Slow Crop Growth – Can I ‘Catch My Crop Up with Nitrogen?’

Louisa Ferrier
administrator
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Key take-home messages: 

Thermal time drives growth: Crop development is primarily driven by thermal time, not solely early nitrogen application. Ensure adequate nutrition before considering additional nitrogen. 

Strategic Nitrogen application: Apply early nutrition judiciously based on actual needs or risk losing topdressing opportunities. Manage application rates for optimal return on investment. 

Use decision support tools: Tools like Yield Prophet® can estimate crop nitrogen needs and set realistic yield targets, crucial for late-start conditions. 

Understanding thermal time: Knowing the degree-day requirements for your crops aids in predicting growth stages and optimising management practices. 

 

To assess the need for additional N of a crop and achieve yield potential, it is a matter of matching crop supply with crop demand. ‘Getting it right’ can achieve real efficiencies and therefore savings for a more profitable and sustainable farming system.  

There are a range of factors affecting N uptake and, ultimately, final yield. These include:  

  • Starting soil N (crop rotation) 
  • Mineralisation 
  • N loss pathways (i.e. volatilisation) 
  • Availability of N fertilizer 
  • The economics 
  • Seasonal conditions (rainfall and temperature) 
  • Soil type 
  • Your decision-making preferences  

Unless crops were sown early during a rain event, current low temperatures and the late break have crops experiencing slower growth than in previous seasons.  

So could applying more nitrogen help a crop ‘catch up’ ? 

Crop development and N uptake 

The short answer is, only if the crop needs it.  

Cereal crop N requirements at this time of year are lower than in spring and applying large amounts of nitrogen, will not necessarily speed up their growth and it won’t change it’s phenological development if there is adequate nutrition.  

Crop development is governed by sowing date and thermal time, or degree days. In the latest edition of the Technical Bulletin (a fortnightly growing season update, provided to BCG members), the thermal time required for crop establishment was outlined. Understanding thermal time is also useful for predicting crop development stages, aiding in management and planning.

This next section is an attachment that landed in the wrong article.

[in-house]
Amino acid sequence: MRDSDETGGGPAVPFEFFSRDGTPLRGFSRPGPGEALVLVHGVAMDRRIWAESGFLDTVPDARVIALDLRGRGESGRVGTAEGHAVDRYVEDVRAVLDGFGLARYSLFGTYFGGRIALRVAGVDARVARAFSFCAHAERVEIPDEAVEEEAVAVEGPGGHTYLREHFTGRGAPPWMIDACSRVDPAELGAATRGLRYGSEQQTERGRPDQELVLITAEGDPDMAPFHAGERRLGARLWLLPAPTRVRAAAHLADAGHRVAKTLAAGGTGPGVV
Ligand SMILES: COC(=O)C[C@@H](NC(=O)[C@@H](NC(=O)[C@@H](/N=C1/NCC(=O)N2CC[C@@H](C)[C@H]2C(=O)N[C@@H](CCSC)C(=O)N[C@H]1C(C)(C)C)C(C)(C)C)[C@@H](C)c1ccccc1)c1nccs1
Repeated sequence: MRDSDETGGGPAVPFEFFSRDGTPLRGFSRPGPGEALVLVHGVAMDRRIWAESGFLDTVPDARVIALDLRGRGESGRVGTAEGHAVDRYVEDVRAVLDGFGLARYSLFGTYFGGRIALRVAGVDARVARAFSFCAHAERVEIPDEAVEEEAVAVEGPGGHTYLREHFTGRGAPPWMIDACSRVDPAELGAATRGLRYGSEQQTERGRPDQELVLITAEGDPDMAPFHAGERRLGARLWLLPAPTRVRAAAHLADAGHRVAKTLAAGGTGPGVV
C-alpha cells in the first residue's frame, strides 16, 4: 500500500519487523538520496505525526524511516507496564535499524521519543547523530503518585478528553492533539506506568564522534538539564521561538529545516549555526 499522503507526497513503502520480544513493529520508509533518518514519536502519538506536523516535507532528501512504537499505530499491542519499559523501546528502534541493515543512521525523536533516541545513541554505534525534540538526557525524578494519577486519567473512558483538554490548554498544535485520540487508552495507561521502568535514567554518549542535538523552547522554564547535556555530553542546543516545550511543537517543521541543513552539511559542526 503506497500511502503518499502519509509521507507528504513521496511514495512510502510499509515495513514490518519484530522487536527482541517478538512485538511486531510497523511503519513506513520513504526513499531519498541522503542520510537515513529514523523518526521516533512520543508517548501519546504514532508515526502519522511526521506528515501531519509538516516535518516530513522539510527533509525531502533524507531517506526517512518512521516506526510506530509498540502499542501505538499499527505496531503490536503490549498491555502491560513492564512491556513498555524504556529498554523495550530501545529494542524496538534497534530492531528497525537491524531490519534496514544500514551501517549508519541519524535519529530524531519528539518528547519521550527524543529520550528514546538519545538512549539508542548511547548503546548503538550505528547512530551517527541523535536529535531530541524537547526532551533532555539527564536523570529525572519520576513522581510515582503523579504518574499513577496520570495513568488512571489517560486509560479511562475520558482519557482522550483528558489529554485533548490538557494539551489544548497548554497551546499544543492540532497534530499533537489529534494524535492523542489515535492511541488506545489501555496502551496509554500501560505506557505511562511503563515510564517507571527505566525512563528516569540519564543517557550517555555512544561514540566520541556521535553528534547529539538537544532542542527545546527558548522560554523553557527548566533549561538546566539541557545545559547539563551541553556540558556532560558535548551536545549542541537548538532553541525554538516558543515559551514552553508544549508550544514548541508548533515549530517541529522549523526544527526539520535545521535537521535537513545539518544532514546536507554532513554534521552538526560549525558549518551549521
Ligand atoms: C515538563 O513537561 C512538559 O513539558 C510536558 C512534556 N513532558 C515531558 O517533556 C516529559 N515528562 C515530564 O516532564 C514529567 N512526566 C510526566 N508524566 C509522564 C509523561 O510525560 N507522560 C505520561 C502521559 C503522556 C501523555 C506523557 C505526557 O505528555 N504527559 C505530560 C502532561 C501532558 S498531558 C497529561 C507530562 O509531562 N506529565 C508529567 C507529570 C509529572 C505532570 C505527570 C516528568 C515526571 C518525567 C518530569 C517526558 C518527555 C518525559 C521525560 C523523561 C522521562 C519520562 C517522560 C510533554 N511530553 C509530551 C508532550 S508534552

What can I do now? 

Estimate your current crop N supply. Set realistic yield targets and monitor weather forecasts for the opportunity to apply N if it’s needed.  

Crop models such as Yield Prophet®, are useful for managing in-crop N applications. Other options include French & Schultz or Sadras and Angus N calculation equations to estimate yield potential/crop demand.  

More recently, the N bank approach has been recognized as a way to better manage the nitrogen requirements of crops by setting a long-term average yield and the associated N needs. Instead of strictly responding to seasonal conditions, this approach considers the nitrogen already present in the system and ensures that the required N levels are consistently available to meet the intended outcomes. Over time, this method smooths out the variations in yield and, based on current research, can help set targets that are more financially viable in the long run. 

Does applying more N make a profit? 

Nitrogen rates are one part of the equation, but can represent a significant cost.  In a 5 year N bank study at Curyo, Hunt, Finger and Murray evaluated the potential for different N management systems to profitably close the yield gap. The study found that N decisions applying more N (63-74kg N/ha) that were based on 50 per cent Yield Prophet (R) or 125kg/ha N bank strategy were $128-179/ha per year more profitable than the district average N rate of 21-30kg N/ha. 

What is your N strategy this year? If you have some nitrogen trial ideas or would like be involved in BCG’s N research, please contact the BCG office on 03 5492 2787.  

 

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